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CSS Tutorial

2. Selectors

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CSS is typically set out in the form of ‘rule-sets’, which involve a selector and a declaration block. Usually CSS is applied to types of elements. For example, the style rule


h3 {color: blue; text-align: center;}


has a selector which is h3 and a declaration block which is {color: blue; text-align: center;}. It tells the browser that any <h3> element (to which the rule applies) should be centre-aligned and appear in blue. As with HTML, line breaks and multiple spaces are ignored.


However, within HTML you can also define classes of elements with common formatting styles using the element’s class attribute. For example, the style rule


.center {color: red; text-align: center}


would indicate that any element with a class attribute equal to center should be centre-aligned and appear in red.


You can also apply CSS to elements of a specific type and class. For example, the style rule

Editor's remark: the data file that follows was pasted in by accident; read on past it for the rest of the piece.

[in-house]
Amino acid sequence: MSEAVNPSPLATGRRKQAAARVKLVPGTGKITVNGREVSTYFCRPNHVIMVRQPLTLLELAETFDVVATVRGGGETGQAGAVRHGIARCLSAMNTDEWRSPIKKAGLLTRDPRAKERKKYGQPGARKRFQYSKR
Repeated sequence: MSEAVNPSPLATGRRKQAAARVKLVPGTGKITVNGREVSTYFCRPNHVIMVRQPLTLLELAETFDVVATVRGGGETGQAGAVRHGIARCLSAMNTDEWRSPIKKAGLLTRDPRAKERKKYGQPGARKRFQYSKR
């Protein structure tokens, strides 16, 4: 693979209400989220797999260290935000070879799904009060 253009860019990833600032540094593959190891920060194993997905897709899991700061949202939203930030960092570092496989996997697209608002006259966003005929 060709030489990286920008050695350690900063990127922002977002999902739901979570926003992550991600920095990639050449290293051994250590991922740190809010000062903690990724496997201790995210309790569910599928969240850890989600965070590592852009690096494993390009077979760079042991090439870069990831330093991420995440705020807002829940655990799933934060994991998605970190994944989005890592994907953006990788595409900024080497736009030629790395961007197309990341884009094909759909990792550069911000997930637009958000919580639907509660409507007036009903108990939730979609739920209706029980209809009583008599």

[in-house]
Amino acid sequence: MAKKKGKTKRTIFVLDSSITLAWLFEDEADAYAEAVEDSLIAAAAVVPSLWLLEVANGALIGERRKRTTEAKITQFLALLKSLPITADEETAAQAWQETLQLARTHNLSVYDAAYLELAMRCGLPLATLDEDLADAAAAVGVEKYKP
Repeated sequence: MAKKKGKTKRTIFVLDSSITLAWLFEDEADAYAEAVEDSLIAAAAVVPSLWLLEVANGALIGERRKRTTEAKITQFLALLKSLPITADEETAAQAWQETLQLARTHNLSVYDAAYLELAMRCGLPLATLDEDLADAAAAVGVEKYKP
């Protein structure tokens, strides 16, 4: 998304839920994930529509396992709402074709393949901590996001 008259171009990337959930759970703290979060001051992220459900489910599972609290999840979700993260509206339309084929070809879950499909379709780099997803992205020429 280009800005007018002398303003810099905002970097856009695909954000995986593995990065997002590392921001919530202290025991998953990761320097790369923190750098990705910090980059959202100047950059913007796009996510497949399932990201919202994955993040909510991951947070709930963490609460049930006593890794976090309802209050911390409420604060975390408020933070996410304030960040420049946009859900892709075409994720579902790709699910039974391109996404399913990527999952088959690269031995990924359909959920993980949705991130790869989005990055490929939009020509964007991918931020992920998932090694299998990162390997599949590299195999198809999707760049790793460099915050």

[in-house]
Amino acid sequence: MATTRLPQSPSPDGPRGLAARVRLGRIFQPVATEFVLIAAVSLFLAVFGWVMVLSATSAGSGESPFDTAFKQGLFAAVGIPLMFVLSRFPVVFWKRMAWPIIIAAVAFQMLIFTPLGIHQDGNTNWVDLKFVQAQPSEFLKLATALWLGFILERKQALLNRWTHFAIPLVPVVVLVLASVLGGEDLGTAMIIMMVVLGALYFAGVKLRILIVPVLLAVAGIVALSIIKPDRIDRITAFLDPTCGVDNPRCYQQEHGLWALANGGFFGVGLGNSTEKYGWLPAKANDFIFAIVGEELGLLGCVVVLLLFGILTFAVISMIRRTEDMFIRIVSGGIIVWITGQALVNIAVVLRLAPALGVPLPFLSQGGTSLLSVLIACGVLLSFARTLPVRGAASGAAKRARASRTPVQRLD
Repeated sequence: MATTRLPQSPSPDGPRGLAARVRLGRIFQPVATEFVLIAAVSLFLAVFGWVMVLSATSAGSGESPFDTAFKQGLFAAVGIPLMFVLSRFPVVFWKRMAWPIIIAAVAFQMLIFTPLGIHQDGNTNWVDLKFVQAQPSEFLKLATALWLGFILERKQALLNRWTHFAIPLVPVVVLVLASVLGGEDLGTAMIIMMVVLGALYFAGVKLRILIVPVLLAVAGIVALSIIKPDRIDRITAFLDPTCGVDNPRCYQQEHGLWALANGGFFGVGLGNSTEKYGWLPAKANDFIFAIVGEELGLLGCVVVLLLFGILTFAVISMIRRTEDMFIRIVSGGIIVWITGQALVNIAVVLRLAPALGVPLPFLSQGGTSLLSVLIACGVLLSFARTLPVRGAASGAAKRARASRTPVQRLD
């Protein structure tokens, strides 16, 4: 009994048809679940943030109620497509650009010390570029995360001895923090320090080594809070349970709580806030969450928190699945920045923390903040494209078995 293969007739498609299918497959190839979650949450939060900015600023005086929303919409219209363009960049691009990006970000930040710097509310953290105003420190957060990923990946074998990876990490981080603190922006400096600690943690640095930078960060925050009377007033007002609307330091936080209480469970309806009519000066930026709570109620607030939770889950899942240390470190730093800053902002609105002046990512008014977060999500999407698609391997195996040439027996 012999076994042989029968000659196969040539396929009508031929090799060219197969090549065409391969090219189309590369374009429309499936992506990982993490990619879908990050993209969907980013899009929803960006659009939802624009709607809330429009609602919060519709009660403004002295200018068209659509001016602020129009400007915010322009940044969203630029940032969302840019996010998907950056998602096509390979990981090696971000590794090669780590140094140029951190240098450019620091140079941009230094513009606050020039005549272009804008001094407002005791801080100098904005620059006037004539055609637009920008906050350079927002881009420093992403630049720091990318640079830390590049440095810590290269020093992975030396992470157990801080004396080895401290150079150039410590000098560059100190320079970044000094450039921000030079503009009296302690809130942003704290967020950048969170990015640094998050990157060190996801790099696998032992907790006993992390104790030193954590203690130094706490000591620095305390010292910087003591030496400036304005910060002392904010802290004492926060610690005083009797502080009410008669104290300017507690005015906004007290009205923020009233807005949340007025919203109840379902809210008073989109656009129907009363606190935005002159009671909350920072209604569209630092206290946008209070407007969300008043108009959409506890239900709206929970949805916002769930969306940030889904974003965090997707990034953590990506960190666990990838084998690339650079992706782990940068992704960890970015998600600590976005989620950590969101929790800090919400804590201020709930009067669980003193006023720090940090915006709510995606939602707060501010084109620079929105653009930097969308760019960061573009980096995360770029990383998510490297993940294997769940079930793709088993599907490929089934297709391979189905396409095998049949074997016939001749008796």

h3.center {color: green;}


would indicate that <h3> elements that have their class attribute equal to center should be green.


In-file CSS can also be applied to individual elements, if the id attribute of the HTML element has been set (the id attribute should be unique within any given page). If you want to use this type of CSS then precede the id value by a hash (#) character.


For example, the style rule


#para1 {color: yellow}


would be applied to the HTML element with id equal to para1 (provided there is such an element) and it would appear yellow (unless overridden by a later style rule).


You can also group together rules for elements with the same style definitions, separating each selector with a comma. For example,


h1 {color: red;}

h2 {color: red;}

h3 {color: red;}


can be grouped together as follows to minimise code and make it easier to follow:


h1, h2, h3 {color: red;}


More general ways of identifying CSS selectors are set out here.


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